top of page

Out With the New & In With the Old

I’ve lost count of what year I’m on since I made my first pledge, ‘No New Clothes For A Year’.

It’s definitely become easier, second nature I suppose for someone who repairs and sells vintage clothing for a living. My new clothing ban has also extended to family who voluntarily request second-hand goods from sites like DePop and Etsy for Christmas. I’m proud to say that both daughters are regular subscribers to preloved sites and this therefore extends to my grandchildren who also received nearly new toys as pressies this year.

Why then does the message to purchase second-hand not reach the vast majority of shoppers? Judging by the volume of traffic jamming up our local retail park I reckon ‘buy better buy less’ is way down the New Year Resolution list. Shopping doesn’t have to equal consuming if we first conserve what we already have and circulate existing goods.

Where’s the fun trawling shops rammed full of bargain hunters, searching frenziedly through rails of clothes you don’t particularly need or want? Then having to negotiate car parks of impatient shopaholics only to spend hours sitting in tailbacks. There is an alternative that offers so much more.

Buying second-hand gives a better guarantee of individuality, especially if you purchase vintage – who wants to turn up to the gig and find another couple of party-goers wearing the same gear?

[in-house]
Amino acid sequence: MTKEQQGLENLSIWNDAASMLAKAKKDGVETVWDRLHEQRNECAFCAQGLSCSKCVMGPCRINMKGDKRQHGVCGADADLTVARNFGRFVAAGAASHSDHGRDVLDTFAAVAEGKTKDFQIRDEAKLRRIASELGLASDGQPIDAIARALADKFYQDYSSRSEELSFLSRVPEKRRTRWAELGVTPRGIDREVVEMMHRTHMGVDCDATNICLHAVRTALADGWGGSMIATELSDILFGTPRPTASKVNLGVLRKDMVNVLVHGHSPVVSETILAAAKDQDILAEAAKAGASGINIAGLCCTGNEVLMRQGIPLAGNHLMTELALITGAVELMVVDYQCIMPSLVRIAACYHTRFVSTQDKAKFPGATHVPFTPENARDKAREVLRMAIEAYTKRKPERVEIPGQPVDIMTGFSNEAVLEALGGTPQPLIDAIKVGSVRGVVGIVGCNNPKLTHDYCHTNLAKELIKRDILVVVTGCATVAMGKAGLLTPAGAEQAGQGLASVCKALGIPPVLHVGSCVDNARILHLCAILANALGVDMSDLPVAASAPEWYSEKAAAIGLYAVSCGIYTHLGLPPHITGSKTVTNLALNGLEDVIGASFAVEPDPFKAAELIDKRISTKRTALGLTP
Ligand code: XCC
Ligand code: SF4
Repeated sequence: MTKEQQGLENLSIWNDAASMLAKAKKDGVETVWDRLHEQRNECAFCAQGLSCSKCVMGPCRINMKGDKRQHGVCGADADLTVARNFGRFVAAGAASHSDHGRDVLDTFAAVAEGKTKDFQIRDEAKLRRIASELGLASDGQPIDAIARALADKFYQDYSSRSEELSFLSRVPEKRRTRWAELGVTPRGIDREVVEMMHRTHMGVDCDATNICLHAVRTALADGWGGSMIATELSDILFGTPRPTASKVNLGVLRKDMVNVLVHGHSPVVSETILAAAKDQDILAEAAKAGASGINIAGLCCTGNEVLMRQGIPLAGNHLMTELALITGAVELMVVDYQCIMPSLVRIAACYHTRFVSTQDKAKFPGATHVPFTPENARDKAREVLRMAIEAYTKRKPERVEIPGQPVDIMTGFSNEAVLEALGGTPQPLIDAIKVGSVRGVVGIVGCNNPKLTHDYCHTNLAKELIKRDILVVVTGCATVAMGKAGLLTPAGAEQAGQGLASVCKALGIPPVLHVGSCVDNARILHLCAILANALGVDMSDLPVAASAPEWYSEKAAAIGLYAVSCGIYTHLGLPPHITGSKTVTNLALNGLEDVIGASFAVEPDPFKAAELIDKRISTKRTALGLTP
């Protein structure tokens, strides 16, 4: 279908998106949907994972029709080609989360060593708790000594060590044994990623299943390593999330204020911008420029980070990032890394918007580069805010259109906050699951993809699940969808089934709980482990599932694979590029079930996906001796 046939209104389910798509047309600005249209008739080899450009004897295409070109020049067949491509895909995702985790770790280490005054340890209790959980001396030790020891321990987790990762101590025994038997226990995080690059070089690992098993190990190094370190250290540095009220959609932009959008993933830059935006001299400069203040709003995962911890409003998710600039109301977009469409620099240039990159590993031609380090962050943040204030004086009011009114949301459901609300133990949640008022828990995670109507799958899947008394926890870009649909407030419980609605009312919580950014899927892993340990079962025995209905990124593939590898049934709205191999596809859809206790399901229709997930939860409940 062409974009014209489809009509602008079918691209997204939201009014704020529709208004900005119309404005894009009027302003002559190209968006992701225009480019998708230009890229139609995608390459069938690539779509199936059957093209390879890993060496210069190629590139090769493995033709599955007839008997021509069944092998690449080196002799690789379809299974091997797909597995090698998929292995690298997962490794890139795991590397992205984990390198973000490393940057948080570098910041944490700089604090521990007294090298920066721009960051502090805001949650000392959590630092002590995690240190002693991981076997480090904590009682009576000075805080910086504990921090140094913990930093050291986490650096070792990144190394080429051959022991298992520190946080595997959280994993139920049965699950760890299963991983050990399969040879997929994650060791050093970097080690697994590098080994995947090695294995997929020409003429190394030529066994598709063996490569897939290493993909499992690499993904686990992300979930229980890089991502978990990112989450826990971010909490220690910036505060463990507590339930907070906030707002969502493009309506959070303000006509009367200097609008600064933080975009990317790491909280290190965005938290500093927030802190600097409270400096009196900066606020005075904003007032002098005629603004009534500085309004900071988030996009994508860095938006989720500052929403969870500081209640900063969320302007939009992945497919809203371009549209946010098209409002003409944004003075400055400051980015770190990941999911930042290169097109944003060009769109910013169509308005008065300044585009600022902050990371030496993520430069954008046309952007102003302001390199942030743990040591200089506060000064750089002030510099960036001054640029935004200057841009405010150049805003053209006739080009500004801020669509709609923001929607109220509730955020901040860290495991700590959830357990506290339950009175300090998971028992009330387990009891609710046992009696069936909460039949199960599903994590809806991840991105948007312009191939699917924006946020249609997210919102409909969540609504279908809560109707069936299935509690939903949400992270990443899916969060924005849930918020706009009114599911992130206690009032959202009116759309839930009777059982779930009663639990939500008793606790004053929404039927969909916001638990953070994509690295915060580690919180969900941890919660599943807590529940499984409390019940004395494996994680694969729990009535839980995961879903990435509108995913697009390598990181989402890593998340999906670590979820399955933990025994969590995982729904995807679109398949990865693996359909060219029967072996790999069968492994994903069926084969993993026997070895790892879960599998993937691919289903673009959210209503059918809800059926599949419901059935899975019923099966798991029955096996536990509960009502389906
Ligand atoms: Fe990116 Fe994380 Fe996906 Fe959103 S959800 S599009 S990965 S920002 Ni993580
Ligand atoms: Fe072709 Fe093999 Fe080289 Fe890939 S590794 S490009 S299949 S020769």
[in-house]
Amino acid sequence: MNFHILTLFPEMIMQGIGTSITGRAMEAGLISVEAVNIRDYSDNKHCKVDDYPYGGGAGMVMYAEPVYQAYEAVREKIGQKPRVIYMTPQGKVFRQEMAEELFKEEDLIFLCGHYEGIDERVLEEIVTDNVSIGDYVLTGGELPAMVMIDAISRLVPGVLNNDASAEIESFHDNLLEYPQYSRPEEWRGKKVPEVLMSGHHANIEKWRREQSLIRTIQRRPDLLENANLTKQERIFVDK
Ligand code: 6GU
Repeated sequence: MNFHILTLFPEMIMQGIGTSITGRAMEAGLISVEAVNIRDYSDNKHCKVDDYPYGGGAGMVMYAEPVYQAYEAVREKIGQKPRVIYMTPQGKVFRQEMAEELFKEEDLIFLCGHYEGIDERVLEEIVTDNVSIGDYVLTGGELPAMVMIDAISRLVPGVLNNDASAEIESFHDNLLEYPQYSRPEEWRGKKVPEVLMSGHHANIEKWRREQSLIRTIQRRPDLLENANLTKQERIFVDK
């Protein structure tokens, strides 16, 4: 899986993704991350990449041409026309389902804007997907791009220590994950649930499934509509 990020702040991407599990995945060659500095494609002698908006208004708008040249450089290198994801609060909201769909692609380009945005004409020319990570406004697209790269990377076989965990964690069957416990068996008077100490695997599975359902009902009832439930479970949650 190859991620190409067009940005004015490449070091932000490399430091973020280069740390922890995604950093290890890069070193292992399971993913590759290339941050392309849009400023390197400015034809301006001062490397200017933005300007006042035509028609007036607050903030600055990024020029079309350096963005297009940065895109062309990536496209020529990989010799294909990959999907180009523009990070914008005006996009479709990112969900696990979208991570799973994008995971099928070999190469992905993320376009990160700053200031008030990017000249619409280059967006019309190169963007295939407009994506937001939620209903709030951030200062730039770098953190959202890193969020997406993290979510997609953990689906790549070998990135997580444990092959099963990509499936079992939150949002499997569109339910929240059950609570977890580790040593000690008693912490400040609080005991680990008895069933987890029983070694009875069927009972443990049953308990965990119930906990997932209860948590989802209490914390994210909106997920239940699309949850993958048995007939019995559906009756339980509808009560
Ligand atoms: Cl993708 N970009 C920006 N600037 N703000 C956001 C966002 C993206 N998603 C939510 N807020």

The majority of re-worn clothing is cheaper than its original cost, the few exceptions being labelled designer goods that hold their price tag due to rarity. It’s a win win situation when the cost of saving the planet keeps your wardrobe bill down.

Having a fashion conscience brings its own rewards. Knowing the clothes you are wearing won’t be adding to landfill isn’t the only plus. When we stop to consider the slave labour and poor working conditions afforded to so many garment workers across the globe, our actions may seem small but mean so much more to those suffering for fast fashion.

Personally, I love the idea of keeping traditions alive, especially creative pursuits and mending clothing can be therapeutic as well as thrifty. The rise of visible mending techniques means being able to add your own signature to favourite items of clothing, almost a badge of honour to show how much you care.

I’ll be knocking 10% Off All items in my Etsy Shop from NYE through to Twelfth Night on 5th Jan. That date traditionally brings Christmas to an end, the day by which all decorations should be taken down. Maybe it’s a good way to begin a wardrobe transformation, rather than out with the old, in with the new, lets strip things back and return to a simpler way of life. Less is more.


Search By Tags
Follow Us
bottom of page